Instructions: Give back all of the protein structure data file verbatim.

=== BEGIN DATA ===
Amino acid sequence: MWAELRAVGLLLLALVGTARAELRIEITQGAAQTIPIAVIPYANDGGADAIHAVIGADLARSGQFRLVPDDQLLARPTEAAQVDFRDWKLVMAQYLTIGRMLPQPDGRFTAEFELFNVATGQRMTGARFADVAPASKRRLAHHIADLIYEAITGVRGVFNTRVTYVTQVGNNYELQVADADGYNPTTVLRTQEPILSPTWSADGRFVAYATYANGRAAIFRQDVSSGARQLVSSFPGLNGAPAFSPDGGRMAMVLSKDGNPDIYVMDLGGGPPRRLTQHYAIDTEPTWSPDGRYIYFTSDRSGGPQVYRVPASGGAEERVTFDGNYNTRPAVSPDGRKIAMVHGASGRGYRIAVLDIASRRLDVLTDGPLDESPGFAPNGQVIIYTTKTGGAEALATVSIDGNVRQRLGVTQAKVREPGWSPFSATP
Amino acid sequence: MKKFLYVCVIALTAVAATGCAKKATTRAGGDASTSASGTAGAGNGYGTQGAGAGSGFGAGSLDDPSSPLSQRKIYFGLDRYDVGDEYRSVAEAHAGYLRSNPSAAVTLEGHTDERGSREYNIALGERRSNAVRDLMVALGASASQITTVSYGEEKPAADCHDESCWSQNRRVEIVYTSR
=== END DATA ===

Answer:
Amino acid sequence: MWAELRAVGLLLLALVGTARAELRIEITQGAAQTIPIAVIPYANDGGADAIHAVIGADLARSGQFRLVPDDQLLARPTEAAQVDFRDWKLVMAQYLTIGRMLPQPDGRFTAEFELFNVATGQRMTGARFADVAPASKRRLAHHIADLIYEAITGVRGVFNTRVTYVTQVGNNYELQVADADGYNPTTVLRTQEPILSPTWSADGRFVAYATYANGRAAIFRQDVSSGARQLVSSFPGLNGAPAFSPDGGRMAMVLSKDGNPDIYVMDLGGGPPRRLTQHYAIDTEPTWSPDGRYIYFTSDRSGGPQVYRVPASGGAEERVTFDGNYNTRPAVSPDGRKIAMVHGASGRGYRIAVLDIASRRLDVLTDGPLDESPGFAPNGQVIIYTTKTGGAEALATVSIDGNVRQRLGVTQAKVREPGWSPFSATP
Amino acid sequence: MKKFLYVCVIALTAVAATGCAKKATTRAGGDASTSASGTAGAGNGYGTQGAGAGSGFGAGSLDDPSSPLSQRKIYFGLDRYDVGDEYRSVAEAHAGYLRSNPSAAVTLEGHTDERGSREYNIALGERRSNAVRDLMVALGASASQITTVSYGEEKPAADCHDESCWSQNRRVEIVYTSR